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Careers in Environmental Science

If you like science and learning about our world, environment, and living things, you may want to pursue a career in the Environmental Sciences. We know that college seems a long way off for many of you, but knowing what jobs interest you is the first step to finding an educational path that you will lead you there.

Here at Restoration Resources, our employees enjoy science, Nature, and the environment and it shows in everything they do. We are counting on you, the future stewards of our environment, to preserve the natural world around us. 

 

What Does an Environmental Scientist Do?

What does an Environmental Scientist do and how do I become one? Keep reading to find out!

Restoration Ecologist

A Restoration Ecologist gets to work both in the office and out in the field.  They determine what needs clients have in terms of restoration, prepare native habitat design and reports, and work with seeds and plants to create the perfect mixture for a site.  They are experts in California habitats and creatures. Listen to a Restoration Ecologist talk about her job.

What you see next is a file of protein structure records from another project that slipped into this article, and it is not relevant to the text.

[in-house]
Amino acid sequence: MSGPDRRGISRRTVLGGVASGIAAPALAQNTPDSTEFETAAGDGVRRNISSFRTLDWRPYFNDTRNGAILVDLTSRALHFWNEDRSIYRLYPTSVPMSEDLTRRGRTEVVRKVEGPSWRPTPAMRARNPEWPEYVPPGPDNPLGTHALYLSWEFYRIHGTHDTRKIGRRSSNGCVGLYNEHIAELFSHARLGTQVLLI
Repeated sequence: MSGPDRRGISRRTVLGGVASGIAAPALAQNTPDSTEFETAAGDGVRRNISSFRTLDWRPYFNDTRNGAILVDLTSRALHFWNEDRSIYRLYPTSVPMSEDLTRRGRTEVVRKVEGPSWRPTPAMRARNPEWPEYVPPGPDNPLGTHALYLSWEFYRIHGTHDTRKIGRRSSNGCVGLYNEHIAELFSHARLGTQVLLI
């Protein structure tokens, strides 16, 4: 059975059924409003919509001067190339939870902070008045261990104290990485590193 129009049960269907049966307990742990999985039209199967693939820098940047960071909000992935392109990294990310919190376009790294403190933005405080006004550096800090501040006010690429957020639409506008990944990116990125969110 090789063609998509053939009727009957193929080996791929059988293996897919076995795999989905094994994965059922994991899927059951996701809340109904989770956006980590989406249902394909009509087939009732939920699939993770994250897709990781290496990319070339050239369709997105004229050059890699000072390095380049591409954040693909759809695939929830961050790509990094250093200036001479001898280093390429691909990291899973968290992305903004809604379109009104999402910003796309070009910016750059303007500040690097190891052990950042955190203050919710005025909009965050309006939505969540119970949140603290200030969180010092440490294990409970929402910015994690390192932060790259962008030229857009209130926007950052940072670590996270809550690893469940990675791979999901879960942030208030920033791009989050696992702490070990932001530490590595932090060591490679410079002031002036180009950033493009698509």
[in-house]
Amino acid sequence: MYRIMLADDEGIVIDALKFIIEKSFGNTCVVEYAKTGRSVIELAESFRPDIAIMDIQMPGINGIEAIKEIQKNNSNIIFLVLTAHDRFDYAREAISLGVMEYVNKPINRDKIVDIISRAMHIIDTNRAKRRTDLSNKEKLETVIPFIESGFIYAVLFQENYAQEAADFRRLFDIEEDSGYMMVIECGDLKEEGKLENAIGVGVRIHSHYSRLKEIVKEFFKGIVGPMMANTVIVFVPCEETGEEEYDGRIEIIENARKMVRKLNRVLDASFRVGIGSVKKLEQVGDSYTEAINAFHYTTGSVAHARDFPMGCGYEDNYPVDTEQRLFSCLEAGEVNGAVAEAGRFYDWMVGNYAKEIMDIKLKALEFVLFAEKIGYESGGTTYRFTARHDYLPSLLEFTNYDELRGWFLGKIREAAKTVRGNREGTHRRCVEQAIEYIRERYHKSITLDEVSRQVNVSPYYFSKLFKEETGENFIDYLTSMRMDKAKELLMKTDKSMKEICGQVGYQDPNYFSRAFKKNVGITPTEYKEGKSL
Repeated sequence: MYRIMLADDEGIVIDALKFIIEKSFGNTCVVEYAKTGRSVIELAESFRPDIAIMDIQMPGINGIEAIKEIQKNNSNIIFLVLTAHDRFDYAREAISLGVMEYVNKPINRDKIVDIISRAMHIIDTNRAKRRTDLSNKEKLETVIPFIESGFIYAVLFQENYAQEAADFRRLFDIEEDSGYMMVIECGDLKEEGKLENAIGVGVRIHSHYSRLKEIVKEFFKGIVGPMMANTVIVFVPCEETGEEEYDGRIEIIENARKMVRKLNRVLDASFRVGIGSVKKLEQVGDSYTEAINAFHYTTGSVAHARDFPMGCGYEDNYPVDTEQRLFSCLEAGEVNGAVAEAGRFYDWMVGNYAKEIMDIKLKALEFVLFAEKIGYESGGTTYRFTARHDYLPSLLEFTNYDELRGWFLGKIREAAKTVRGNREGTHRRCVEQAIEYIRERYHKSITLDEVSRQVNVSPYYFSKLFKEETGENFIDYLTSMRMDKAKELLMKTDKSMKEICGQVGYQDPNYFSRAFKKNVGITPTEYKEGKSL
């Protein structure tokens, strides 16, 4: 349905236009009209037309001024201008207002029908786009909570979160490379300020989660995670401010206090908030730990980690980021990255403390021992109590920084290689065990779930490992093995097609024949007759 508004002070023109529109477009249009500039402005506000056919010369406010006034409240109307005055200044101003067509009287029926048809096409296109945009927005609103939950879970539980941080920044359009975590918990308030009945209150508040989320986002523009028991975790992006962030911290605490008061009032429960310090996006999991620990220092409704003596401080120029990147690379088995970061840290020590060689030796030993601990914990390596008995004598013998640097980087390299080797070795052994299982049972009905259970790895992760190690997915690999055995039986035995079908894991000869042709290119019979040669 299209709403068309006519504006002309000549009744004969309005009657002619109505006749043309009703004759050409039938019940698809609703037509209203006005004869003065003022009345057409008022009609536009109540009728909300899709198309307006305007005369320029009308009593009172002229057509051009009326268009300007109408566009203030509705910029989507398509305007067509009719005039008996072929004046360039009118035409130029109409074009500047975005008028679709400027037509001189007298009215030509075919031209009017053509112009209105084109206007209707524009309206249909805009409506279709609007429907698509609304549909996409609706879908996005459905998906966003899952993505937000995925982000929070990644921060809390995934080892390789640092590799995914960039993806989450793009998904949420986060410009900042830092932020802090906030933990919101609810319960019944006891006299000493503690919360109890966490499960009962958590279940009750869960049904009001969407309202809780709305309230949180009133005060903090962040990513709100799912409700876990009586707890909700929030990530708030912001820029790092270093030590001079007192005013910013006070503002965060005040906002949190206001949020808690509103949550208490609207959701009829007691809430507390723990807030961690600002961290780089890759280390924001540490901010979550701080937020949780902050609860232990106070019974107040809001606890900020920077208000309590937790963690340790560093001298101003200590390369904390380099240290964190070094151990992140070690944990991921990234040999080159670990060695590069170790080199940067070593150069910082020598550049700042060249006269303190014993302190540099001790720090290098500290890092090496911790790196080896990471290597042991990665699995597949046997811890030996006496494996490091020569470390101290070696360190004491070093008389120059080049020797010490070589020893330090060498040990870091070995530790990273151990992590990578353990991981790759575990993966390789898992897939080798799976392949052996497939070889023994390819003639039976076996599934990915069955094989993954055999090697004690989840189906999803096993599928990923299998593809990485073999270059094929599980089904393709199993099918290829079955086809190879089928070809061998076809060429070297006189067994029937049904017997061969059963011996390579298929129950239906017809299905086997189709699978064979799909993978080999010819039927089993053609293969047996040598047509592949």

Educational Path for Restoration Ecologist

There are many college majors that apply to the position of Restoration Ecologist. Some of them are:

Environmental and Resource Sciences – As Earth's human population increases, so, too, do the environmental stresses and pressures associated with humanity. Air, water and landscape pollution; the depletion of finite natural resources such as fossil fuels; the destruction of pristine wild environments: all are of concern to scientists and, increasingly, to the general public. Environmental and resource scientists study current problems to understand patterns of resource use and misuse. They draw from all disciplines of the natural sciences to find new ways to manage and decrease the impact our activities have on the environment.

Environmental Biology and Management – Do you consider yourself an environmentalist? Do you want to influence the ways in which our air, water, land and other natural resources are used and conserved? In this program, you will study the scientific basis for environmental decision-making, as well as the legal, economic and political issues involved in both national and international environmental issues. You'll work closely with top researchers in ecology and environmental sciences, gaining the knowledge you need to help make a difference in environmental preservation.

Environmental Horticulture and Urban Forestry – Horticulture majors study the ways that plants improve our everyday lives. Plants play many roles in human environments. In addition to beautifying indoor and outdoor areas, they control erosion, reduce energy and water consumption, and revegetate and restore destroyed landscapes.